Rossby wave

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Rossby wave

(Also called planetary wave.) A wave on a uniform current in a two-dimensional nondivergent fluid system, rotating with varying angular speed about the local vertical (beta plane).

This is a special case of a barotropic disturbance, conserving absolute vorticity. Applied to atmospheric flow, it takes into account the variability of the Coriolis parameter while assuming the motion to be two-dimensional. The wave speed c is given by
is the mean westerly flow, β is the Rossby parameter, and K2 = k2 + l2, the total wavenumber squared. (This formula is known as the Rossby formula, long-wave formula, or planetary-wave formula.) A stationary Rossby wave is thus of the order of the distance between the large-scale semipermanent troughs and ridges in the middle troposphere. The Rossby wave moves westward relative to the current, in effect slowing the eastward movement of long-wave components relative to the short-wave components in a barotropic flow. This effect is important in a numerical forecast with a barotropic model, but attempts to apply the formula to actual contour patterns considered as waves have less dynamic justification and correspondingly less success.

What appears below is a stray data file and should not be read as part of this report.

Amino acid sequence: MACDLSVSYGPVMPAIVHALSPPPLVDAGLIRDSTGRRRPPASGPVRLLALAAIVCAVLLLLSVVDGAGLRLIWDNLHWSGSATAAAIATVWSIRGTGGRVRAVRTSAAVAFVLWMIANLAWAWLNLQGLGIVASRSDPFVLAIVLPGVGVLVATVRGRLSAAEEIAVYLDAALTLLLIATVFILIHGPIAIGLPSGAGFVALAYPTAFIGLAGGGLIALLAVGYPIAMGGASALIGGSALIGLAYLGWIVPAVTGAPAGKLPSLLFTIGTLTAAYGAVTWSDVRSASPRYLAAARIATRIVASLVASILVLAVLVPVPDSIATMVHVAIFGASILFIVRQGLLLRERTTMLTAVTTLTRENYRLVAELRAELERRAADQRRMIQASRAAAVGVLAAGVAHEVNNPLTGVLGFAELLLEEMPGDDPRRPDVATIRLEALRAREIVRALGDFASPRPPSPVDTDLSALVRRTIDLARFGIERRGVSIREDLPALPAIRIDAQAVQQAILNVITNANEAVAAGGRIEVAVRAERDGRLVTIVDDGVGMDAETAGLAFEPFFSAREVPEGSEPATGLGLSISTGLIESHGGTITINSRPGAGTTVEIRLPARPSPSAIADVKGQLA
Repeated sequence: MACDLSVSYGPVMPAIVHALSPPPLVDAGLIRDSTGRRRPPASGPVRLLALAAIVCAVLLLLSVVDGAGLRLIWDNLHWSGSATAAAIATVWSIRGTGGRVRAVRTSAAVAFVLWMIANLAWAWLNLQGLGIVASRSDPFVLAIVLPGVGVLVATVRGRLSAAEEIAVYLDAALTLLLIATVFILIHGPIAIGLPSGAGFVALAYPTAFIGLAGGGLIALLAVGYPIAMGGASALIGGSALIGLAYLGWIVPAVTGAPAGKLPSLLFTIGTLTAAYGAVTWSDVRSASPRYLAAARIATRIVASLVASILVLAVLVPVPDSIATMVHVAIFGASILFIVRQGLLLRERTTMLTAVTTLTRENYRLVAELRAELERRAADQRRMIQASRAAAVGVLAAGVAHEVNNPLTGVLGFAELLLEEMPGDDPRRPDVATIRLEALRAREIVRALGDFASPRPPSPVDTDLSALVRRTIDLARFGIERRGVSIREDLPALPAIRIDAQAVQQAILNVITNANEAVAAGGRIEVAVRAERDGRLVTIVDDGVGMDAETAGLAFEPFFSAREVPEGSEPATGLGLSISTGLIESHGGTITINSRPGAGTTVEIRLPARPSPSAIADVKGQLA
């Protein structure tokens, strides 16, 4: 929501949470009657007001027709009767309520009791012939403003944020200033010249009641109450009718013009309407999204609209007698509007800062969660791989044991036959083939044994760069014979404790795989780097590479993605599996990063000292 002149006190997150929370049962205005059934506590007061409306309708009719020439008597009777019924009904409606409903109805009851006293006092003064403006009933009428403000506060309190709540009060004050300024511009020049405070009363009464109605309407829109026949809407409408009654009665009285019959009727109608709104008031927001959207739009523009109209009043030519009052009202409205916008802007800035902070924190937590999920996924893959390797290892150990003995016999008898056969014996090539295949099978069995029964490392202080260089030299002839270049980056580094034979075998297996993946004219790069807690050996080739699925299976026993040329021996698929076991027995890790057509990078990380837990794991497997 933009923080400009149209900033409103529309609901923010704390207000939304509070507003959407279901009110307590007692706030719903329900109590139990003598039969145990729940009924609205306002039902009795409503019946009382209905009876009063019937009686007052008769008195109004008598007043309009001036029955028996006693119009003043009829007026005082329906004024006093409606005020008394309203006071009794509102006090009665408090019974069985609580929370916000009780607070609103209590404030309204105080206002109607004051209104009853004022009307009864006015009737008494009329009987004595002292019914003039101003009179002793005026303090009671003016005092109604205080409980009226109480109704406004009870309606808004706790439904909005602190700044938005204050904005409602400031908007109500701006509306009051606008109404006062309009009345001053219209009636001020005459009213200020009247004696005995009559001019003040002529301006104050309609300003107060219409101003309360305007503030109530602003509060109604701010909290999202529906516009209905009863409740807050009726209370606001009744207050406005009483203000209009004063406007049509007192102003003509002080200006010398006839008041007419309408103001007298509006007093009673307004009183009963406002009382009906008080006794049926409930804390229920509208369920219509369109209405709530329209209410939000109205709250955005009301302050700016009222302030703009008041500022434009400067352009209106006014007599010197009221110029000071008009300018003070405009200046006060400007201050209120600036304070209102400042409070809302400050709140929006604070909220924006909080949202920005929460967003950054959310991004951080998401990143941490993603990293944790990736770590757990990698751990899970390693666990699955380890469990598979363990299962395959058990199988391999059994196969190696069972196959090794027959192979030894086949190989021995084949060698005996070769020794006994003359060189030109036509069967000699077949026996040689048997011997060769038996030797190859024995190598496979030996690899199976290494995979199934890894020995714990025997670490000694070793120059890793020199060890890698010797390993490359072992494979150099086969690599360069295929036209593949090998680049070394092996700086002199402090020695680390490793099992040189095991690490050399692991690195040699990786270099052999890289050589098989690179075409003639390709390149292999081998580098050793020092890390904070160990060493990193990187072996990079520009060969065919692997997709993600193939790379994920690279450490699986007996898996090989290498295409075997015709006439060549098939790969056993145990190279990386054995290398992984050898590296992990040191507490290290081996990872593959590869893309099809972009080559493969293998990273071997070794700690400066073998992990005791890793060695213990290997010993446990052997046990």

See long wave.

Holton, J. R. 1992. An Introduction to Dynamic Meteorology. 3d edition, Academic Press, . 216–222.

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